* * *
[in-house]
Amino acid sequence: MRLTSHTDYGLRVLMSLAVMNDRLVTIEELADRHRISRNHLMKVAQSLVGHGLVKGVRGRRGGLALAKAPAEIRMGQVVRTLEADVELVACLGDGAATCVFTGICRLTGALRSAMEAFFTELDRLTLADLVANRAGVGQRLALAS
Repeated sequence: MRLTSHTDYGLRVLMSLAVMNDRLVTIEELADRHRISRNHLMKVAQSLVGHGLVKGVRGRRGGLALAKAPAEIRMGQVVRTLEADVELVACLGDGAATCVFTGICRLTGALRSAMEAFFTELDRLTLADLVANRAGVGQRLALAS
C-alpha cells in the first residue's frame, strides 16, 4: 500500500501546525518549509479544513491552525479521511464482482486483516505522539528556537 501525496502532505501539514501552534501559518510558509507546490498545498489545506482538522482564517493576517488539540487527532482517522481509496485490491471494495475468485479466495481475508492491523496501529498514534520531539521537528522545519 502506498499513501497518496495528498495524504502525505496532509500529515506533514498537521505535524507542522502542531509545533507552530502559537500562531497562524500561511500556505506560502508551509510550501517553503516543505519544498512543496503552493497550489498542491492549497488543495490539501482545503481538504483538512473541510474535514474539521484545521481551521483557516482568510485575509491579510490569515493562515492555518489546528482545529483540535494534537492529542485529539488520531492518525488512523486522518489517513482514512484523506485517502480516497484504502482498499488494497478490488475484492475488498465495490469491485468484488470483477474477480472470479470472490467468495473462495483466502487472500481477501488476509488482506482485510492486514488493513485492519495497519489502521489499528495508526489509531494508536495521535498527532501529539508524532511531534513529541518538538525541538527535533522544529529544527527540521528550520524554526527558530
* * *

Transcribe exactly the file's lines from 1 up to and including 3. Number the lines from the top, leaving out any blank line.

[in-house]
Amino acid sequence: MRLTSHTDYGLRVLMSLAVMNDRLVTIEELADRHRISRNHLMKVAQSLVGHGLVKGVRGRRGGLALAKAPAEIRMGQVVRTLEADVELVACLGDGAATCVFTGICRLTGALRSAMEAFFTELDRLTLADLVANRAGVGQRLALAS
Repeated sequence: MRLTSHTDYGLRVLMSLAVMNDRLVTIEELADRHRISRNHLMKVAQSLVGHGLVKGVRGRRGGLALAKAPAEIRMGQVVRTLEADVELVACLGDGAATCVFTGICRLTGALRSAMEAFFTELDRLTLADLVANRAGVGQRLALAS